THE labour movement has called on the Government to review the long-term targets for Central Provident Fund (CPF) contributions, in a move which many say will likely push up CPF rates.
National Trades Union Congress (NTUC) deputy secretary-general Heng Chee How said yesterday that the targets were set in 2003 and have already been reached or surpassed by current CPF rates.
New realities, like an ageing population, now have to be considered, Mr Heng said. The review could look at how CPF can strengthen the adequacy of retirement funds and savings to pay medical bills, he added.
However, any changes must also balance off the need to keep businesses competitive, he noted.
Economic experts MyPaper spoke to said they can see CPF rates only increasing, should the review be undertaken.
Associate Professor Hui Weng Tat from the Lee Kuan Yew School of Public Policy said: “Housing prices have increased so much that a lot of people are putting too much money (there), so that retirement inadequacy is becoming a real issue.”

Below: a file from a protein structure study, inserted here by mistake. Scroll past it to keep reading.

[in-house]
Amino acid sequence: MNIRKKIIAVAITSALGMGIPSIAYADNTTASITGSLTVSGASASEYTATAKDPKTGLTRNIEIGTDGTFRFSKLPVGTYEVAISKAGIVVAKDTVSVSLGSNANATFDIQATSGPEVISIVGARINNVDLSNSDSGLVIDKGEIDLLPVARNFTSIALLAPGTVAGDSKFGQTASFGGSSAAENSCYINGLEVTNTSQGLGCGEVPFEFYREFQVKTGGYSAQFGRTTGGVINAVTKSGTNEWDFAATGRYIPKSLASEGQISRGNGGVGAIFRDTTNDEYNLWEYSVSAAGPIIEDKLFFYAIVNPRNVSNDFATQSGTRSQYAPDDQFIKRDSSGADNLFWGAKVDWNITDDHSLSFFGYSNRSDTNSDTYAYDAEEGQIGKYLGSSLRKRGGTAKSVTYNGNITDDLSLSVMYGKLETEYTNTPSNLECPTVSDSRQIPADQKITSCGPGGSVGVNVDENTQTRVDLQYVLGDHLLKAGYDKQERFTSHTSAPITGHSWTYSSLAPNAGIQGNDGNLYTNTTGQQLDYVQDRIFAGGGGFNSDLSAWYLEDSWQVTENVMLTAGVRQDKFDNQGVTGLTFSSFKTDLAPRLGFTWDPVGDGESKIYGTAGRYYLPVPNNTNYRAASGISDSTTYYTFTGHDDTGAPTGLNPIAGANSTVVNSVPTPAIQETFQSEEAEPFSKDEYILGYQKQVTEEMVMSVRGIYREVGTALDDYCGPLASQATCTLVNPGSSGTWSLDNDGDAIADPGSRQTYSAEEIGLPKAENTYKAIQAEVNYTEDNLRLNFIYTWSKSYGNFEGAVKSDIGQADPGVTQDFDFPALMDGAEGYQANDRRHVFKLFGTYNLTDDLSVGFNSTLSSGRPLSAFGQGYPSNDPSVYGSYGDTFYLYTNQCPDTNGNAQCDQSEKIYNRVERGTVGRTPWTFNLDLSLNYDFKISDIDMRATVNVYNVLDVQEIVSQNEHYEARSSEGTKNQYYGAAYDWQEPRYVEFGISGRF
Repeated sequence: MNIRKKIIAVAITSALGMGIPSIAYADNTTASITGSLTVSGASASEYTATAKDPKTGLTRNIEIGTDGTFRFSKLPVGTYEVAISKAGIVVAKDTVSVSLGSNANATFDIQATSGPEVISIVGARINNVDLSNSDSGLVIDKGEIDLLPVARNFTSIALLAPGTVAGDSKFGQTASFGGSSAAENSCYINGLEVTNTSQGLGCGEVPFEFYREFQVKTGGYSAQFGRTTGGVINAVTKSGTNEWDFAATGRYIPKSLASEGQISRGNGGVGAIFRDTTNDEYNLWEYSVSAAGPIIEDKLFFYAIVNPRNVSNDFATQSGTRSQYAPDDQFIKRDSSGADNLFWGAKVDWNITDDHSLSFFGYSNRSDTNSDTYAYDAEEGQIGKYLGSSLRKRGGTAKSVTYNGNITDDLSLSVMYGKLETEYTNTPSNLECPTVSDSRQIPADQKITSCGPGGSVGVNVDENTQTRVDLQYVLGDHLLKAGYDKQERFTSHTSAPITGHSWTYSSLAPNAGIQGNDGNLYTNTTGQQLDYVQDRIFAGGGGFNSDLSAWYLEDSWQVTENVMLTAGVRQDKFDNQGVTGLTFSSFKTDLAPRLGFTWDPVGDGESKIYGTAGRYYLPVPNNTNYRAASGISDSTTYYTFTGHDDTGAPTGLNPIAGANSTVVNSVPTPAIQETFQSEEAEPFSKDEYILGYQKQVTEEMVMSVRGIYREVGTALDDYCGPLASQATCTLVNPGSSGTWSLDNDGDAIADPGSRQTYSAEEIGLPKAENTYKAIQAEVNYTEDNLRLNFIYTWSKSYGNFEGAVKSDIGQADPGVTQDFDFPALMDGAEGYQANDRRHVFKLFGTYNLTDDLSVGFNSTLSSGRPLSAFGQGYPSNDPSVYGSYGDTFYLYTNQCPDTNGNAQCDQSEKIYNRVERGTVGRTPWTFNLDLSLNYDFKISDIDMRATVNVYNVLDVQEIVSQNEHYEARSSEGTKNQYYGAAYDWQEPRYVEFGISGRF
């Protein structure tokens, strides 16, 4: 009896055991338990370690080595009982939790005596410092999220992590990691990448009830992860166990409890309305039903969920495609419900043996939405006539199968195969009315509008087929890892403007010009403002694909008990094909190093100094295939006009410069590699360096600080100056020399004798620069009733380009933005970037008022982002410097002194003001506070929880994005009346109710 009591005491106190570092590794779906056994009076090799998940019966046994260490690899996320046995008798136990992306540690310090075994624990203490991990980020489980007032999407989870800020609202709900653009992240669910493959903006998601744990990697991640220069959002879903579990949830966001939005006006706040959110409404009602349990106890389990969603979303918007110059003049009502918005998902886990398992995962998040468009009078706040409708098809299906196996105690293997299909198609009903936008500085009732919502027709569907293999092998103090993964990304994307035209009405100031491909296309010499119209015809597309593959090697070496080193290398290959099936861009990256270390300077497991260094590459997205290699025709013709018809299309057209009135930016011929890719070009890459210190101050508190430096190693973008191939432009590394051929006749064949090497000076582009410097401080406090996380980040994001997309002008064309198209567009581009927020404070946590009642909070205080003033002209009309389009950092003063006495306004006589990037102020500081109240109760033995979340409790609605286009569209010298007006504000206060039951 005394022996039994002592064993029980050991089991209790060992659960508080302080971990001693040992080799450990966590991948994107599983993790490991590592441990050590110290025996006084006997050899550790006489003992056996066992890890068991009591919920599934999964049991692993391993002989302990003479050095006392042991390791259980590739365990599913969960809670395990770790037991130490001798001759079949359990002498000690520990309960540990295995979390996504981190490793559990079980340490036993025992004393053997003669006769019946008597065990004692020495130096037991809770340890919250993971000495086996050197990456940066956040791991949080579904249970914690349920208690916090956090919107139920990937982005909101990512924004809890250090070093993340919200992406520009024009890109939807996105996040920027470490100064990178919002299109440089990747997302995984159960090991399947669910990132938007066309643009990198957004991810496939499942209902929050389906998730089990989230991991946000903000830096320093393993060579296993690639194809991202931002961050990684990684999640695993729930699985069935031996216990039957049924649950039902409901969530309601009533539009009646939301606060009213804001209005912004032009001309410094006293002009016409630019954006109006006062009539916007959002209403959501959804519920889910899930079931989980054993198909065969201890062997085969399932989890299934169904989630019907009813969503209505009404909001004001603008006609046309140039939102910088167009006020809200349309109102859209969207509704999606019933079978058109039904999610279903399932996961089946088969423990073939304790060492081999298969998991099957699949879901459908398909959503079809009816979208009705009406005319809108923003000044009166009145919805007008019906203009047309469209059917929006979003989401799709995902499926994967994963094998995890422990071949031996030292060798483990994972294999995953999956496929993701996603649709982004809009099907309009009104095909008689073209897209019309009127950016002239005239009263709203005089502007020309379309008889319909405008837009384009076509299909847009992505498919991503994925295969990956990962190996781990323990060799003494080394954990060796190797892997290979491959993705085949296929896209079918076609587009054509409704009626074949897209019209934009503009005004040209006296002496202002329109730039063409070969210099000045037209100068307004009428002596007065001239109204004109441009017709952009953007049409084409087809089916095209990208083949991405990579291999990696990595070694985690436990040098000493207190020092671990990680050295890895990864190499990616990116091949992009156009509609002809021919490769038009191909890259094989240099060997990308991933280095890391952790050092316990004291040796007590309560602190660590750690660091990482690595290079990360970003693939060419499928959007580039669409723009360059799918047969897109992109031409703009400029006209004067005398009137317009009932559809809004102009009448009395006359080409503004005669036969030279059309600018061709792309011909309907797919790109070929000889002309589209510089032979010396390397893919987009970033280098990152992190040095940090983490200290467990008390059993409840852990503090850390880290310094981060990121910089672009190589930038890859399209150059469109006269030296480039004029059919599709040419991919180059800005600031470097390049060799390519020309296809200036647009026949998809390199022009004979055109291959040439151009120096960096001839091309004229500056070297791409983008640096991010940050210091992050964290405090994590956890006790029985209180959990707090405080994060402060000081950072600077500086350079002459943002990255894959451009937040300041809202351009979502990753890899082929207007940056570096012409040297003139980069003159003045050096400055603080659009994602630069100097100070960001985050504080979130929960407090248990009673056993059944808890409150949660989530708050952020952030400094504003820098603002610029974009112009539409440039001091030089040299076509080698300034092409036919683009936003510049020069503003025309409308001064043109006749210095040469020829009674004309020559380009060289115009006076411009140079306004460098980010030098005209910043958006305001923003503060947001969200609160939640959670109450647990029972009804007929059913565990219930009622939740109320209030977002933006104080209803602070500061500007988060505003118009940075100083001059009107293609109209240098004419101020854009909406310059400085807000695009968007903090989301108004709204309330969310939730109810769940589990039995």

CPF rates will have to be increased to ensure people have enough in their retirement savings, Prof Hui added.
CIMB economist Song Seng Wun noted that a CPF rate hike will be part of the economic restructuring, to ensure that workers are paid fairly and have more in their CPF for later years.
The Singapore National Employers Federation (SNEF) said that it agreed with the NTUC’s push for a review of the long-term targets – which will ensure employers will not be faced with unexpected cost increases.
But any increase in CPF rates would also compound the cost and wage pressures on employers, SNEF said, bearing in mind factors such as the “implementation of Employment Act changes, further tightening of foreign-manpower policies and increases in levies, charges and fees”.
Mr Heng said that, in the review of long-term CPF targets, NTUC also hopes for a progressive push towards parity between the employer and employee contributions within each of the age bands.
While in 1997 and 1998, most workers and employers contributed an equal share of 20 per cent each to the CPF, currently, most employers contribute 16 per cent and employees, 20 per cent.
DBS economist Irvin Seah said one should be mindful that the parity drive does not become “onerous” on the employer or employee. Higher rates will mean higher costs for employers and less disposable cash for workers.
Labour economist Randolph Tan, an associate professor at SIM University, said: “The main concern is whether it is a good idea to add to the pressures that have been mounting for employers…
“Although wages may be bid up when supply is tight, the problem with CPF increases is they cannot be easily fine-tuned,” he added.